2021 BMW 128ti review: price, specs and release date
Less powerful than the M135i, but significantly lighter, is the BMW 128ti actually the more agile and entertaining hot hatch?...
Priced from £34,550 | On sale Now
When BMW took the controversial decision to move from rear to front-wheel drive for its all-new 1 Series back in 2019, there was quite an uproar from diehard BMW enthusiasts – but perhaps those petrolheads were a little too quick to judge. You see, that move also gave BMW the opportunity to do something it had never done before: build a front-wheel-drive hot hatch to take on rivals such as the Honda Civic Type R and Volkswagen Golf GTI.
And now it’s finally here. The 128ti (those letters stand for Turismo Internazionale) is, in effect, a lighter, pared-down version of BMW’s M135i range-topper. Under the bonnet sits a detuned version of that car’s turbocharged 2.0-litre engine; here it makes 261bhp instead of 302bhp, but because the 128ti does without all the heavy four-wheel drive gubbins of the M135i, it weighs a useful 80kg less. It also benefits from bespoke sports suspension, stiffer anti-roll bars, a revised steering setup, a tweaked limited-slip differential (for maximum traction out of corners) and some sticky Michelin Pilot 4 tyres.
What's it like to drive?
The result is a car that feels perfectly at home on a typical British B-road; the passive suspension strikes an almost perfect balance between high-speed body control and low-speed ride quality.
Meanwhile, the steering feels measured and more convincingly weighted than that of the Golf GTI (although we’d leave it in Comfort mode because Sport feel artificial and too heavy).
However, in terms of raw handling, the 128ti demonstrates a chuckability that will feel very familiar to those who have driven the latest MK8 Golf GTI. In fact, it’s almost as if BMW used the Golf as a benchmark.
Driven hard, a quick lift of the accelerator mid-corner will have the rear end carving a nice progressive arc, allowing you to play with the balance of the car in an approachable and confidence-inspiring manner. Then, when you get back on the power, you can feel the limited-slip front differential working away to drag you out of the bend, with none of the skittishness you experience in the more hardcore Renault Megane RS. It’s effective, and yet you won’t find yourself wrestling the steering wheel in trickier road conditions when the front wheels are hunting for grip.
BMW won’t be offering the 128ti with a manual gearbox, but don’t let that put you off, because the eight-speed automatic is one of the best in the business. It not only delivers crisp shifts in manual mode, but also has gear ratios that are perfectly spaced to enable full use of the engine’s broad spread of shove. And while the 2.0-litre engine’s exhaust note doesn’t sound massively exciting, the GTI’s soundtrack isn’t exactly tuneful, either.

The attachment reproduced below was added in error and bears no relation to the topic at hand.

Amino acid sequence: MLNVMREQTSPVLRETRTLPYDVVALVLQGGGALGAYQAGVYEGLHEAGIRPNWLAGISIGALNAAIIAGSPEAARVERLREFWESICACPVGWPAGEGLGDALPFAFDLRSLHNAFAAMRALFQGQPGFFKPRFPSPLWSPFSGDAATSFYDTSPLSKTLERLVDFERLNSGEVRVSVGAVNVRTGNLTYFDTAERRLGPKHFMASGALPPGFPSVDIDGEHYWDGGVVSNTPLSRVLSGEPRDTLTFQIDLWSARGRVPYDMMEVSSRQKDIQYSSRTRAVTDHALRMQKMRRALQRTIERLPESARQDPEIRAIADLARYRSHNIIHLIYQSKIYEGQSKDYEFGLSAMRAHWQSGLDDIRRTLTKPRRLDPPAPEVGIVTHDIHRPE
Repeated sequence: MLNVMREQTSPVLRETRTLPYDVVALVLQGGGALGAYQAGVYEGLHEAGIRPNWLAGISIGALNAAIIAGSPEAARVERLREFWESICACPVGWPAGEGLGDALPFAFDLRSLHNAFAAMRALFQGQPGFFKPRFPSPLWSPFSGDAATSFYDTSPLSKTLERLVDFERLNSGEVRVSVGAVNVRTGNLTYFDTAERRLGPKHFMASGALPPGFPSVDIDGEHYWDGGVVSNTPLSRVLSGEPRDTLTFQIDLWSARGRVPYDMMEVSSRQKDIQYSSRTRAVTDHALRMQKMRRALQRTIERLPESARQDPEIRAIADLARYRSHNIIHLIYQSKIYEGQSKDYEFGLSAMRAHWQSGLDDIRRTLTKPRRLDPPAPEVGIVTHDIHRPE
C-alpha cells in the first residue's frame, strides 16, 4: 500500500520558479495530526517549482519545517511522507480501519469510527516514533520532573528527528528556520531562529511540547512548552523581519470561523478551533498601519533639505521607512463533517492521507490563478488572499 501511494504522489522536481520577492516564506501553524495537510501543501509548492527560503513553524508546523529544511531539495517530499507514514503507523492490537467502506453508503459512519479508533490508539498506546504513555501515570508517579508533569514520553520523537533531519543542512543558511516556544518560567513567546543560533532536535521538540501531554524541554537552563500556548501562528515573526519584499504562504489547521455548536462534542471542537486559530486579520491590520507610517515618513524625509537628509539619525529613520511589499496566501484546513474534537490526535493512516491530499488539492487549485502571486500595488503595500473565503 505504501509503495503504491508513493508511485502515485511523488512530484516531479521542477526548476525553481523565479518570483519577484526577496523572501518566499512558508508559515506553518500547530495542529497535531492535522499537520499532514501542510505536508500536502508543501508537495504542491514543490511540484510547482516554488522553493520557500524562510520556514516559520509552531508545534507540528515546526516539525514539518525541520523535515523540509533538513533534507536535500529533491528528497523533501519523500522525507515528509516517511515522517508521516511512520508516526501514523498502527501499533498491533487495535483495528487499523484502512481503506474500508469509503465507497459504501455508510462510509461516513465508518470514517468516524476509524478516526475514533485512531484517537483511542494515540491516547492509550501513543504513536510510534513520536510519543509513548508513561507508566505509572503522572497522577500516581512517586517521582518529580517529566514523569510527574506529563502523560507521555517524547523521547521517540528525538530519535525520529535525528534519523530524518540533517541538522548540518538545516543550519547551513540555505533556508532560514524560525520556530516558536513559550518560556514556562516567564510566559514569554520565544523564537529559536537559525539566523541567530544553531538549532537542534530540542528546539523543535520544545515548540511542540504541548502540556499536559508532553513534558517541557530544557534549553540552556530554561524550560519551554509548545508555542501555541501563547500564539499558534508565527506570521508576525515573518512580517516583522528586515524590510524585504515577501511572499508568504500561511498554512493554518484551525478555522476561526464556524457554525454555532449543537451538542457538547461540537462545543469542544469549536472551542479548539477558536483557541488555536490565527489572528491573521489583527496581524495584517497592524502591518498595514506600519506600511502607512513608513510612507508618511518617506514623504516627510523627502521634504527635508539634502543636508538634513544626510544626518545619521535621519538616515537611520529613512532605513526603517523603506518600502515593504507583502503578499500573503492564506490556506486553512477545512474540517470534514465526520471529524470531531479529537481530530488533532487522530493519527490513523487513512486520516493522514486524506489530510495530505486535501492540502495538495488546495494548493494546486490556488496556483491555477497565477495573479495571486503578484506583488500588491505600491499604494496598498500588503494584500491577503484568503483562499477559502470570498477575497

But does it feel quick? Well, 0-62mph in 6.1 seconds might sound a little tardy in this day and age, but get the engine singing and that claimed acceleration figure feels like it’s a little on the conservative side.
Yes, the M135i is quicker and it's all-wheel drive traction will help you utilise the additional power effectively, but it all feels rather sensible by comparison, while its more sterile handling doesn’t encourage you to drive it hard. The 128ti responds and turns into corners with the immediacy that's sorely lacking from the flagship 1 Series, making for a far more entertaining drive.
Thankfully, it’s not come at the detriment of long distance comfort when you want to settle down to a cruise, at which point, it’ll be relatively economical, too – we saw an indicated 42mpg on a long motorway trip.
What’s it like inside?
Aside from some retro-looking cloth/faux leather seats, red trim highlights and a ti badge stitched onto the lid of the armrest, the 128ti looks like any other 1 Series, inside – but that’s no bad thing. It may lack the visual wow factor of the more expensive Mercedes A35 AMG, but it is, without a doubt, the best interior of any hot hatch when it comes to outright quality. Everywhere you touch you’ll find pleasing, squishy materials, and all the switches feel reassuringly solid.
It also features the best infotainment system in the class: as standard, you get an 8.8in infotainment screen although our test car had the optional 10.3in screen that comes as part of BMW’s Live Cockpit Professional package. Whichever setup you go for, its functions can be navigated by touching icons on the screen or by using the rotary iDrive controller between the front seats. The latter is the better method when you're driving because it’s significantly less distracting than the touchscreen; it’s why we prefer the 1 Series’ infotainment system to the Audi S3’s touchscreen-only setup. It’s also easier to use than the A35’s touchpad controller.
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